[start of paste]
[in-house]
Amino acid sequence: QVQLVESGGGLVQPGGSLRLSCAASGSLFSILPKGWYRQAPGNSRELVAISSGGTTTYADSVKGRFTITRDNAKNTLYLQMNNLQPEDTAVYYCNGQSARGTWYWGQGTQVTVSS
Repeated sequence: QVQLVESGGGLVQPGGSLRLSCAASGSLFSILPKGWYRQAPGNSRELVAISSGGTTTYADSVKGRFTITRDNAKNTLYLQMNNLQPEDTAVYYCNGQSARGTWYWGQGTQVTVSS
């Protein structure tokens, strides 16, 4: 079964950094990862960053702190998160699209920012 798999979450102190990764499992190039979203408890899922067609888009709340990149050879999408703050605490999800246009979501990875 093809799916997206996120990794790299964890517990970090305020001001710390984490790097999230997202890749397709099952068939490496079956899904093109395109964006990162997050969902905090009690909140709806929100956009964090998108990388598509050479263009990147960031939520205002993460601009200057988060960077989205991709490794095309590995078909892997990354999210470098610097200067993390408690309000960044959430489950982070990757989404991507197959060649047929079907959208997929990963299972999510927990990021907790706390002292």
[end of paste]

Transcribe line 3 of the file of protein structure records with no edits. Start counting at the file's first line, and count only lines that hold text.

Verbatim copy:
Repeated sequence: QVQLVESGGGLVQPGGSLRLSCAASGSLFSILPKGWYRQAPGNSRELVAISSGGTTTYADSVKGRFTITRDNAKNTLYLQMNNLQPEDTAVYYCNGQSARGTWYWGQGTQVTVSS